Friday, June 10, 2011

Facebook's facial recognition: CIA jackpot!

Lauren Effron (Nightline,, June 10, 2011)
User browses the social networking site Facebook that now identifies "friends" in photos automatically without their permission (Chris Jackson/Getty Images).

Oh, Facebook, here we go again. The social media giant is facing a new wave of concerns over privacy protection after launching its latest feature:

It "allows" [forces unless one opts out] users to identify their friends automatically in photos without their permission.

The photo tagging tool, called Tag Suggestions, was put into place in December. But it was listed as unavailable until recently. Here's how it works:

When a user uploads new photos to his or her Facebook profile, the new feature then scans them with [police-approved] facial recognition software to match the people in the photos with other photos in which they might have been previously tagged.

The feature also offers "group tagging," which allows [pressures] users to type in a person's name and "apply it to multiple photos of the same person," according to Facebook's blog post on the subject. The problem is that users can do this without their friend's permission. More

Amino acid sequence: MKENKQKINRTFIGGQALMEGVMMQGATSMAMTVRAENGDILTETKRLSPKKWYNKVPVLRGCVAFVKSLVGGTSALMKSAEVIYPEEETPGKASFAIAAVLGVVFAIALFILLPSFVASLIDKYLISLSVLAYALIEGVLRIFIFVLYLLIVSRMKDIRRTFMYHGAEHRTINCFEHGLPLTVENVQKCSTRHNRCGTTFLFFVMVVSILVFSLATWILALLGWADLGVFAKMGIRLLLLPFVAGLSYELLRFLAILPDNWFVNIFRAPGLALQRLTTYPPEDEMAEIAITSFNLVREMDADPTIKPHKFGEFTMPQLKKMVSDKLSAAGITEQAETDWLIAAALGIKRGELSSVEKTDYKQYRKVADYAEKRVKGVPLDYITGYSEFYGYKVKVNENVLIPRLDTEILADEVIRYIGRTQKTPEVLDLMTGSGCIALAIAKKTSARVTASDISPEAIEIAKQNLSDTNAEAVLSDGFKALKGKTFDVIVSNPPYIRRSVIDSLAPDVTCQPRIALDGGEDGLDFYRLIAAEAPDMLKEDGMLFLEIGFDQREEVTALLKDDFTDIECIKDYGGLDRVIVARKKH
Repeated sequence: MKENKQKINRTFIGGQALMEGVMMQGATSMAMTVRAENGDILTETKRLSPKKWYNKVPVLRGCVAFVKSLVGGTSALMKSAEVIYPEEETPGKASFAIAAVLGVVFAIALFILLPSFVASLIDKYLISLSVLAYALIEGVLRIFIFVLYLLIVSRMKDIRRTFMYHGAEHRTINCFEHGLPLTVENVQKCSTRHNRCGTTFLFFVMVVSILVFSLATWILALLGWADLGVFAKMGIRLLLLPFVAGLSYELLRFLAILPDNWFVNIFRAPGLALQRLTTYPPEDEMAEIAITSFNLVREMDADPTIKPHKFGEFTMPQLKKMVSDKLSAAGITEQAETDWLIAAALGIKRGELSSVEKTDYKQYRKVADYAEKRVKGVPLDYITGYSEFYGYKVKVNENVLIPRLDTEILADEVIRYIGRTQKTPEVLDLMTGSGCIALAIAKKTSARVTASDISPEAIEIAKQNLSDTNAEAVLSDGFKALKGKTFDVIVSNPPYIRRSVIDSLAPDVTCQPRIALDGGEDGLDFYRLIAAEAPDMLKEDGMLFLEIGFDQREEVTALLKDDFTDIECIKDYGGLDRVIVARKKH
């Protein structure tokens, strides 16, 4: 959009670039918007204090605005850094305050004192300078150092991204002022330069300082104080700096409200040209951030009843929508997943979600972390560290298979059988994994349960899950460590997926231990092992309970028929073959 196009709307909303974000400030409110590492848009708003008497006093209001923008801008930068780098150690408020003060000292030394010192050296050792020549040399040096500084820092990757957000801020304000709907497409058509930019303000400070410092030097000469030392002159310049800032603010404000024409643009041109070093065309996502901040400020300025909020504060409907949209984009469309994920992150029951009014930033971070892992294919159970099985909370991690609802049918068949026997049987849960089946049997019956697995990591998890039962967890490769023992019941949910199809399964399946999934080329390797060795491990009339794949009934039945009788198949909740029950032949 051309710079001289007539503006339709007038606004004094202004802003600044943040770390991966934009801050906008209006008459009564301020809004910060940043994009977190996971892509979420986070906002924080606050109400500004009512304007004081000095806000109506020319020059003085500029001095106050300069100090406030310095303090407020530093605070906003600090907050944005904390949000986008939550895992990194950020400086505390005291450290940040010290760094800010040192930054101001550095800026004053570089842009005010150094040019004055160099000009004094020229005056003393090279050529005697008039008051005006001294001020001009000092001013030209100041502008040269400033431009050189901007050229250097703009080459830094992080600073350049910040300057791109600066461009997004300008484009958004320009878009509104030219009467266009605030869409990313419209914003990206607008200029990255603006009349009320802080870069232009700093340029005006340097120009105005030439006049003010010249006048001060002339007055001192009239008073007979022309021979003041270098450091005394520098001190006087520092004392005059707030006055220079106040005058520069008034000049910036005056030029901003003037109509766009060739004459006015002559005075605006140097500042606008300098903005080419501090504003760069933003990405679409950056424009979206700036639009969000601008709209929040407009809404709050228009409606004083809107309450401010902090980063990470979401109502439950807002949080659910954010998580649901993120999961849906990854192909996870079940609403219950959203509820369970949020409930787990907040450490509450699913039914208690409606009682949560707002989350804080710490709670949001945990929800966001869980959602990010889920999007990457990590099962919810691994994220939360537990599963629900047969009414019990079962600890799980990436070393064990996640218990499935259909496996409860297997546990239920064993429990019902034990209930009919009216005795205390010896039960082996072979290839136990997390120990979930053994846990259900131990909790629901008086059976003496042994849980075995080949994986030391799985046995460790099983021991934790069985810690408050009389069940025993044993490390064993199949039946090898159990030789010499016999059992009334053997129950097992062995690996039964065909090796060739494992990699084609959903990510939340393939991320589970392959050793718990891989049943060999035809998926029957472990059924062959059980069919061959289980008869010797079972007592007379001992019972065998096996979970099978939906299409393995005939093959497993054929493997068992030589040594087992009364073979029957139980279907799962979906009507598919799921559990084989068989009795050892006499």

Ex-Agent: CIA Seed Money Helped Launch Google
An ex-CIA agent has gone further than ever before in detailing Google's relationship with the Central Intelligence Agency.

He claims sources told him that CIA seed money helped get the company off the ground and has for the first time named Google's CIA point man.

Robert David Steele, a 20-year Marine Corps infantry and intelligence officer and former clandestine services case officer with the Central Intelligence Agency, is the CEO of

Speaking to the Alex Jones Show, Steele elaborated on his previous revelations by making it known that the CIA helped bankroll Google at its very inception.

"I think Google took money from the CIA when it was poor and it was starting up and unfortunately our system right now floods money into spying and other illegal and largely unethical activities, and it doesn't fund what I call the open source world," said Steele, citing "trusted individuals" as his sources for the claim.

"They've been together for quite a while," added Steele....

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